Even if the story can’t be tied directly to a problem or challenge a customer faces, it can often be written to talk about how a new product or technology can change the market. It can be the first time customers can combine products to do something, or how it’s the first implementation of a new standard or even how it’s the first product to allow the market to better leverage a developing trend.  When telling a good story, a developing trend or market shift can be your best friend so take the time to understand what these trends are so you can tell a more compelling story. 

Remember, when telling a story, you can’t just say “innovative new technology will reshape the economics of blah blah blah.” You have to walk the reader through a compelling narrative that helps them understand why the story you are telling is important to them personally and professionally.  When writing your next press release, blog, contributed article or any other PR writing, you'll make it much easier for your client and the target reader to connect if you tell a good story. And if you find yourself, or your company in the wrong story, then get out of it. We've all been part of interviews that go sideways because the reporter has an agenda or your spokesperson says something they shouldn't. In this case, it's your job to try can get the story back on track or find a way out. This is my story and I’m sticking to it.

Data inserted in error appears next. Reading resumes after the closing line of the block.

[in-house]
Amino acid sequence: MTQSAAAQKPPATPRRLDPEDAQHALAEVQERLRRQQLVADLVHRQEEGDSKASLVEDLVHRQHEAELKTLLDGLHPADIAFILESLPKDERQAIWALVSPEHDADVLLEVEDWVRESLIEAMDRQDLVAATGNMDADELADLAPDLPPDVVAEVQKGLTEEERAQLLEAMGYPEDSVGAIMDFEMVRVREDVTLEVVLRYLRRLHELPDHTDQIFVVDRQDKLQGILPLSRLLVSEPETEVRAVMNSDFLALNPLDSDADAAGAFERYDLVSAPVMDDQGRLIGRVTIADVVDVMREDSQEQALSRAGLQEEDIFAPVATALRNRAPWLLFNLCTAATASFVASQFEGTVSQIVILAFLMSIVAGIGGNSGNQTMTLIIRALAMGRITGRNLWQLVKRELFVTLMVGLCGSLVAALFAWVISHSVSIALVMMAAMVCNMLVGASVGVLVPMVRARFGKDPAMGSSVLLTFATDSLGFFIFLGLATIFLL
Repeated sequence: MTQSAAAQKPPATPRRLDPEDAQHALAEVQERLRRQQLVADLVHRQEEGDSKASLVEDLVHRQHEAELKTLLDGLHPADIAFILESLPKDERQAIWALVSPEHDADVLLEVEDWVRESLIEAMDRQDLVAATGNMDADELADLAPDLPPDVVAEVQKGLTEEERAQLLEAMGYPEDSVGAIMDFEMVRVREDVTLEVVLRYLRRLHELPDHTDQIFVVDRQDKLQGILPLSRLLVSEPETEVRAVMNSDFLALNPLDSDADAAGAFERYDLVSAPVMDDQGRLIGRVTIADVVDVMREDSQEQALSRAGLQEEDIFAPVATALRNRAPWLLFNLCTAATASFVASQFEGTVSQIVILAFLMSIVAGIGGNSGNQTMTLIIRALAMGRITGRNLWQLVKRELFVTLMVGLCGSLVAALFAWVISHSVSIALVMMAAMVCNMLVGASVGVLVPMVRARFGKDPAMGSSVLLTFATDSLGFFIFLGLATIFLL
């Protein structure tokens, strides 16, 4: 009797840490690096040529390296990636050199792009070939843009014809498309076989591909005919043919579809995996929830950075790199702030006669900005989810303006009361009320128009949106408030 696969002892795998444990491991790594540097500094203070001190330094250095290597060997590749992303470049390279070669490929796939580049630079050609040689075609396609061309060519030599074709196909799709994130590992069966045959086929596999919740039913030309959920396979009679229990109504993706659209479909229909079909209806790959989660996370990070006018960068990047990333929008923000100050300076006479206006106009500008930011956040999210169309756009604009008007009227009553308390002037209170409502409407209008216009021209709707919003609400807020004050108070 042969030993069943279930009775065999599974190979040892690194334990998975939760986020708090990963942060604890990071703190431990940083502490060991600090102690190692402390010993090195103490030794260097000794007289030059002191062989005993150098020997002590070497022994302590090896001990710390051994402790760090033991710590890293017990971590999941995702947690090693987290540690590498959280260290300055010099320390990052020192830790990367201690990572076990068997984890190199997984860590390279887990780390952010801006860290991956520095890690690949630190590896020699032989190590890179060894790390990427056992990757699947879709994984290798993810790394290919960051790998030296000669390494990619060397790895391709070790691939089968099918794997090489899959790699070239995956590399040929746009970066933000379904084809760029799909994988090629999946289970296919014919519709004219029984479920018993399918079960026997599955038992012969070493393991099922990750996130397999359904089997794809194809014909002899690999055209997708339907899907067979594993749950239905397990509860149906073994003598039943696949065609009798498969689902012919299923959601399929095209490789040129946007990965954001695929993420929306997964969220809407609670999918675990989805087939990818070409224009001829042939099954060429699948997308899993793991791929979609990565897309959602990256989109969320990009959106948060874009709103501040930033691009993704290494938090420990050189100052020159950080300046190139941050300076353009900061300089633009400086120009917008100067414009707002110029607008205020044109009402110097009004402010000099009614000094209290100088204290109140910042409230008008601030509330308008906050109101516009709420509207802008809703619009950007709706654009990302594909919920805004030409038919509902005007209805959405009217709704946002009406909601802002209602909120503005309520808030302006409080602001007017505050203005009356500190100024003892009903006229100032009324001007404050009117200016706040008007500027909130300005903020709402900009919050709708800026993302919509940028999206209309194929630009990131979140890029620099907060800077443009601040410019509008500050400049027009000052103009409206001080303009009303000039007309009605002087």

Tuesday, November 17, 2015

3 Steps to Turn Holiday Downtime into Organized Success

Can you believe it is November already? Time flies when you’re having fun…or just really busy. Christmas music is starting to play (way too early in my opinion), families are on their way into town, office parties are being planned and everyone seems to slow down a little. It can be tempting to enjoy the distractions and slow your work mind down a little, too.

However, in the PR world, I’ve found using that little bit of extra down time to get organized can really pay off when the New Year rolls in and client expectations kick into high gear again. Organization is a key element to professionalism, responsibility and success. I’d estimate 90% of people at least try to organize some part of their life, even if it only happens once or twice year. Often, we get so busy at work throughout the year that all of those organization systems we developed back in January have been completely ignored by now.

If you’d like to develop some organization strategies that are easy to keep, now is the perfect time. Follow these three steps and you will be sure to have an organized and successful 2016:

Step 1. Purge & Clean
Start by getting rid of clutter. Throw out/recycle any papers laying around that you don’t need. Move items from your physical desktop that you don’t use daily to a desk drawer. Having a larger, clean working space can clear your mind, too.